What Autism Taught Me


This is not an informative post on Autism. This is a reflective post. More of an opinion, and really nothing based on fact.

I recently watched a movie called “Molly,” which was about a girl who has autism. Doctors find a cure that reverses her autism but eventually comes back. While she has the ability to speak, dance, ride bikes, and enjoy the average everyday activities she tells the world what it is like from her point-of-view.

Autism can be a very frustrating and scary thing for those who are not used to it. I am very blessed to have been a part of many lives of students with autism. My mom is a special education teacher and has impacted the lives of many autistic kids over more than a decade. There are many nights where she will sit down and tell me all the things she has learned from the children. It often feels that many times we are the ones being taught and not them.

Autism ranges in severity from case to case, but one thing is for sure, it is easier for them to focus on one thing verses many. They are not multi-taskers! Often the most pleasure or relief of anxiety they can receive, is by playing with a toy or narrowing in on one item or sound. It is in that moment that they take time to really understand what they are focused on. In the movie, Elisabeth Shue’s character, Molly, is stopped in her tracks by a windchime. It captivates her. The shape, the touch and the sound of the windchime pull her in and she is able to find joy from that one little bitty thing.

Ask yourself this. How easy is it to focus on one thing at one time? While you are reading this, you might have a vudeo loading on YouTube, or maybe you are having a Skype conversation. Some of you are probably watching Netflix or a show on Hulu, while reading up for tomorrows exam. This is multi-tasking and Americans are becoming quite the professionals. But, autistic children hate multi-tasking. Why? Because they can’t control all the things going on around them. They can’t fully enjoy each thing that is occurring. It kills them that they can’t enjoy thing to their full potential. And this is what has taken me aback.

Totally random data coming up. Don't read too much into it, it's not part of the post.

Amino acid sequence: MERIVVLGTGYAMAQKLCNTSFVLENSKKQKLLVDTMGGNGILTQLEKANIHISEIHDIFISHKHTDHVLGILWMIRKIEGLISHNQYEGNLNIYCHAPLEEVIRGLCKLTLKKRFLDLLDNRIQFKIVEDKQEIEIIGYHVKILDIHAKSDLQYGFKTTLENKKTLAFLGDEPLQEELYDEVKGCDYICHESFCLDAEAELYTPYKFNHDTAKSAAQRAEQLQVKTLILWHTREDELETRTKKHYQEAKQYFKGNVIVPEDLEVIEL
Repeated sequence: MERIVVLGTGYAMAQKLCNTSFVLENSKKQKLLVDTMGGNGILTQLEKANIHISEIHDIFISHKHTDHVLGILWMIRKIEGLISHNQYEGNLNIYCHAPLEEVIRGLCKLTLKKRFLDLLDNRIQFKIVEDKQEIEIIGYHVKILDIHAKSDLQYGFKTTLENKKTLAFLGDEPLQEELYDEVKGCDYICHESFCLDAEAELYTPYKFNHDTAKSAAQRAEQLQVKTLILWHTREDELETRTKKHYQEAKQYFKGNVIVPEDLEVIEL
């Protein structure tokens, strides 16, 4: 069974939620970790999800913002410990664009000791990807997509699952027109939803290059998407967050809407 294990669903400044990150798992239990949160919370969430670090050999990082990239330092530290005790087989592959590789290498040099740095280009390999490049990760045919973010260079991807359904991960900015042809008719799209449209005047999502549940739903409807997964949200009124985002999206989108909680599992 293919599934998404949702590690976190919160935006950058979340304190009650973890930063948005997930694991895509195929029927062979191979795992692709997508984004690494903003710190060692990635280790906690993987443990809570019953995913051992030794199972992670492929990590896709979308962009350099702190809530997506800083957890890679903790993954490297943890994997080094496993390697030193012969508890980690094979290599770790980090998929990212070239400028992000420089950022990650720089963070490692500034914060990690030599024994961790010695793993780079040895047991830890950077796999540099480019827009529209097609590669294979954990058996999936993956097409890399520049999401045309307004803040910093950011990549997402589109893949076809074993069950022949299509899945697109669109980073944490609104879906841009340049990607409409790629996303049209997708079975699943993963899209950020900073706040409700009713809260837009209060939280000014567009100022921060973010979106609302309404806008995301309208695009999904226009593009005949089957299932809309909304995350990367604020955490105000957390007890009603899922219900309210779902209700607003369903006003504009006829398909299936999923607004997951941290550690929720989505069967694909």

Tonight I wondered why we can’t learn more from people who have Autism. We can’t we lay all our tasks down and focus on one thing? Why can we not enjoy what God has given us? In the movie, Molly asks why we don’t yell when we are upset, dance when we are happy or jump when we are excited. She says that we are so sad because we don’t show our emotions. She says we are too embarrassed, and she is telling the truth.

Why do we hold our emotions in? Why do we suppress our excitement, joy, elation, and fears? Being real and true to ourselves keeps us from having to rides these waves of emotions alone. We invite others to experience them with us and walk alongside us. Many relationships are severed and marriages are ended because emotions are not shared, but kept secret.

When watching the movie I thought of the Bible and how full of emotion each book is. Nothing is kept secret. Every emotion is covered in the Bible and shared out in the open. Wisdom is poured out by kings, prophets, disciples, leaders, ordinary people and the Savior of the world. There is times of dancing, laughter, joking, crying, weeping and praying. No emotion is bottled up and every chance to learn and grow is taken advantage of.

Where are we pouring out our emotions? What is our main focus? Is it Facebook? Is it Twitter? It it the latest romance novel or TV series? Where are you getting your wisdom from? Meredith Gray? Donald Draper? Jack Shepherd? Dawson Leery? Zack Morris? Surely these are people of perfect moral and integrity?

I don’t know what it feels like to be autistic. I don’t wish that upon myself. But, what I do wish for is to have the focus and determination they have to full enjoy each and everything they come in contact with. God has blessed us with so much and I wonder how many times I missed out on opportunities and things he has placed right in front of me and I didn’t enjoy it.

And most of all, if you have ever been around an autistic child or adult, you would know how they know a level of love like no other. Their hugs and laughter and compassion rival any normal persons ability to love. To them, love has no bounds.

I am encouraged to stop, be still and listen. I am challenged to drop all the multi-tasking and do one thing to my best ability. My hope is to smile every time I see someone with autism, because they have forever changed and challenged my heart. I want to love and live like them and I hope your life can forever changed by the life of an autistic person too.

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